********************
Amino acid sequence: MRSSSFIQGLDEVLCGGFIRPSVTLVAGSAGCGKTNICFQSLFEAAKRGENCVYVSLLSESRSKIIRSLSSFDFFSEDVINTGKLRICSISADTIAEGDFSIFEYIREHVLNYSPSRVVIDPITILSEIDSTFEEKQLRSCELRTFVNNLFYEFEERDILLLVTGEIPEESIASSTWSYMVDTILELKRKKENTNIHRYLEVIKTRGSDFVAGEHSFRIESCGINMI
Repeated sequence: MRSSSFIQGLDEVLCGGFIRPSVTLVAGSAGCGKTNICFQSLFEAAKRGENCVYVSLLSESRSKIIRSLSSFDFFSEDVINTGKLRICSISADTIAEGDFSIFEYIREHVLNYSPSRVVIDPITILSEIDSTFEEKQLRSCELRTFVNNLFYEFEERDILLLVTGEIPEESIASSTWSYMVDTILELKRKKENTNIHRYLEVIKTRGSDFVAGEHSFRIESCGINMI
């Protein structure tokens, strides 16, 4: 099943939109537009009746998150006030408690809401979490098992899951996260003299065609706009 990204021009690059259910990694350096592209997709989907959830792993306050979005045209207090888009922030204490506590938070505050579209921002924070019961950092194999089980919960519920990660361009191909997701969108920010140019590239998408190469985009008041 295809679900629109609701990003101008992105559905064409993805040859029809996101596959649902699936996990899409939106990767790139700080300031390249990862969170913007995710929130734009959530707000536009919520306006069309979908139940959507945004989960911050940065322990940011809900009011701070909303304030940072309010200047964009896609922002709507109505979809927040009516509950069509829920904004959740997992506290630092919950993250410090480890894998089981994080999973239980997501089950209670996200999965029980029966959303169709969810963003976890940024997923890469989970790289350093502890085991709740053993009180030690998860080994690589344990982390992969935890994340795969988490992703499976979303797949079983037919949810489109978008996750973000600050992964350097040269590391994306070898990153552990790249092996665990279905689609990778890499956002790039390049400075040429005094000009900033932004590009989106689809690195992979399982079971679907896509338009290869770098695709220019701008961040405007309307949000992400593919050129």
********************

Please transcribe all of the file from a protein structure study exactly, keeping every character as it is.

Amino acid sequence: MRSSSFIQGLDEVLCGGFIRPSVTLVAGSAGCGKTNICFQSLFEAAKRGENCVYVSLLSESRSKIIRSLSSFDFFSEDVINTGKLRICSISADTIAEGDFSIFEYIREHVLNYSPSRVVIDPITILSEIDSTFEEKQLRSCELRTFVNNLFYEFEERDILLLVTGEIPEESIASSTWSYMVDTILELKRKKENTNIHRYLEVIKTRGSDFVAGEHSFRIESCGINMI
Repeated sequence: MRSSSFIQGLDEVLCGGFIRPSVTLVAGSAGCGKTNICFQSLFEAAKRGENCVYVSLLSESRSKIIRSLSSFDFFSEDVINTGKLRICSISADTIAEGDFSIFEYIREHVLNYSPSRVVIDPITILSEIDSTFEEKQLRSCELRTFVNNLFYEFEERDILLLVTGEIPEESIASSTWSYMVDTILELKRKKENTNIHRYLEVIKTRGSDFVAGEHSFRIESCGINMI
């Protein structure tokens, strides 16, 4: 099943939109537009009746998150006030408690809401979490098992899951996260003299065609706009 990204021009690059259910990694350096592209997709989907959830792993306050979005045209207090888009922030204490506590938070505050579209921002924070019961950092194999089980919960519920990660361009191909997701969108920010140019590239998408190469985009008041 295809679900629109609701990003101008992105559905064409993805040859029809996101596959649902699936996990899409939106990767790139700080300031390249990862969170913007995710929130734009959530707000536009919520306006069309979908139940959507945004989960911050940065322990940011809900009011701070909303304030940072309010200047964009896609922002709507109505979809927040009516509950069509829920904004959740997992506290630092919950993250410090480890894998089981994080999973239980997501089950209670996200999965029980029966959303169709969810963003976890940024997923890469989970790289350093502890085991709740053993009180030690998860080994690589344990982390992969935890994340795969988490992703499976979303797949079983037919949810489109978008996750973000600050992964350097040269590391994306070898990153552990790249092996665990279905689609990778890499956002790039390049400075040429005094000009900033932004590009989106689809690195992979399982079971679907896509338009290869770098695709220019701008961040405007309307949000992400593919050129």